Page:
"Rare" is a subjective term.
Yes, there were millions made during WWII (I've seen estimates of 6.5 million). The gun was designed by Winchester, but Winchester couldn't meet the military's demand, so their plans and specs were furnished to a diverse group of additional manufacturers.
The particular manufacturer and its condition are going to determine the value of your gun.
Up until a couple of years ago you could buy them inexpensively through the Civilian Marksmanship Program (CMP). CMP still has a few on auction every now and then, but those are the ones in very good condition -- probably not something to carry in the boat.
Reportedly South Korea has roughly 1 million M1 Garands and M1 Carbines that they want to sell back to the US. You can thank Obama for killing this deal.
I bought three from CMP (prior to the tragic boating accident). One (Inland) was for chooting -- the other two (one made by IBM, and one made by Standard Products) were for the great grandkids.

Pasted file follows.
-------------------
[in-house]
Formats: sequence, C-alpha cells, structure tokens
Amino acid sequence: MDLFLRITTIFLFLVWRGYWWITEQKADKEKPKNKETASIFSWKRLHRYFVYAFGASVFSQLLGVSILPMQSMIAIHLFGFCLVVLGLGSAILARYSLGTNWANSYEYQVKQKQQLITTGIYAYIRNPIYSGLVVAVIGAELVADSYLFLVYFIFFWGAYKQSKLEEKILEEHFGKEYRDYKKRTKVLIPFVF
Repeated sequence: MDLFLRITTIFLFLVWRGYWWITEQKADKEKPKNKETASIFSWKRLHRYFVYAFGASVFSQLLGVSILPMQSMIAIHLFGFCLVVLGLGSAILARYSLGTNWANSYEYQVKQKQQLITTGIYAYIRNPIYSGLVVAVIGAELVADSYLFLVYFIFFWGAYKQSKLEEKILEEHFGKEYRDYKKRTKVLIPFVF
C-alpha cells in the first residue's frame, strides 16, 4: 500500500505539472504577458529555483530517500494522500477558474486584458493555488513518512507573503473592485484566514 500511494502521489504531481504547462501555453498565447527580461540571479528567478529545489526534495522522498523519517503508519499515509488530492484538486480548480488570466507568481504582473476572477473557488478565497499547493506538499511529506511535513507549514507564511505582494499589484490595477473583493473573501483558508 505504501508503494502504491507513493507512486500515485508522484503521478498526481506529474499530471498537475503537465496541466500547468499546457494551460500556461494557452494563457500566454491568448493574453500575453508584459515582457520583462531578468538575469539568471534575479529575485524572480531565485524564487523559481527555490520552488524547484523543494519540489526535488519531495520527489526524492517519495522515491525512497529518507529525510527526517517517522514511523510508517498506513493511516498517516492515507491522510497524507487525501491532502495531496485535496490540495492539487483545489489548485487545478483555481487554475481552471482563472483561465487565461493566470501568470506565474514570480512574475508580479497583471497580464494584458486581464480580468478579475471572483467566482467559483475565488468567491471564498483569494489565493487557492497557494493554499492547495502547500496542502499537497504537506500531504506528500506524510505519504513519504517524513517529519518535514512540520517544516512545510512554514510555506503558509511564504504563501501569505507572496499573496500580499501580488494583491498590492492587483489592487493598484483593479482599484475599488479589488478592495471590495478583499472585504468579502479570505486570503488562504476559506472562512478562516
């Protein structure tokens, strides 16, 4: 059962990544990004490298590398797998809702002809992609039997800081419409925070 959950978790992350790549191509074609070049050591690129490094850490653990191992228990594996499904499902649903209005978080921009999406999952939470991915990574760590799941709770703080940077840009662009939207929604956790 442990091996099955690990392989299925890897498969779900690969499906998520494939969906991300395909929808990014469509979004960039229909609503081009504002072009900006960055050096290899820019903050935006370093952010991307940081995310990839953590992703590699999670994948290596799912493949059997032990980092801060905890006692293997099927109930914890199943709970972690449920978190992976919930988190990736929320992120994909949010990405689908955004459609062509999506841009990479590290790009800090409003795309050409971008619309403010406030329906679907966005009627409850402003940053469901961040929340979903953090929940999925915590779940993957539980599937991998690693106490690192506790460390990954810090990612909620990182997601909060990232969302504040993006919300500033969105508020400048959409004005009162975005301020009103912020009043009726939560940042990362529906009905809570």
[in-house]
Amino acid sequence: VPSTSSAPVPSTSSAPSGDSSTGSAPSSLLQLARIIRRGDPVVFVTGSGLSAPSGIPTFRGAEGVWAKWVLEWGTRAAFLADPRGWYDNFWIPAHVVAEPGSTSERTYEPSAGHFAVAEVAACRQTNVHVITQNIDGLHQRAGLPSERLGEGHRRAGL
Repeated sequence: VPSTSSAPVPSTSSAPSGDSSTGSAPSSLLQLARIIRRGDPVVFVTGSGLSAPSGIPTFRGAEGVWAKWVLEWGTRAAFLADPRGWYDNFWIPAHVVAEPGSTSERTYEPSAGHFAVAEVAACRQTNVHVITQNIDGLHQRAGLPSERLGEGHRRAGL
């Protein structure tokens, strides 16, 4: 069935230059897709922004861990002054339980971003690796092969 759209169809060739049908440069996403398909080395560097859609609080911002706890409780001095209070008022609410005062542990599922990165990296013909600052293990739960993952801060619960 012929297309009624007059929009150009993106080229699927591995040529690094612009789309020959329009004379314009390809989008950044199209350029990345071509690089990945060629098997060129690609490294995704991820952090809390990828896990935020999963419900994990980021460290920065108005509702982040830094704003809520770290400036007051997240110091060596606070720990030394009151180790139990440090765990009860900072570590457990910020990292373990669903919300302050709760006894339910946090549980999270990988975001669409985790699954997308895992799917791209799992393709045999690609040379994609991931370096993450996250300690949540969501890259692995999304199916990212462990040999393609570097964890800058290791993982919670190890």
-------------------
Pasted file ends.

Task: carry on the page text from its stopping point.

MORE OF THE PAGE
They make an awesome "truck gun" -- more maneuverable than an AK or AR --> ~~ 5.5 pounds and 36" long (but obviously less powerful).
The original .30 carbine ball ammo was specified to be 110 grain, FMJ, with a muzzle velocity of ~ 1900 ft/sec (resulting in muzzle energy of ~~ 900 ft. lbs. This gets it very similar to many .44 magnums loads fired from revolvers -- but the M1 Carbine holds a 20 round magazine.
Loaded with expanding ammo -- like the Cor Bon DPX load -- it's relatively potent (considering its size and lack of recoil). If the thugs ever start burning tires in the street, a la
Mogadishu, a .30 carbine with a small red dot sight (Aimpoint Micro T-1) would be good to have in a vehicle addition to a handgun.
I really regret that boating accident.
This post was edited on 11/23 at 6:55 pm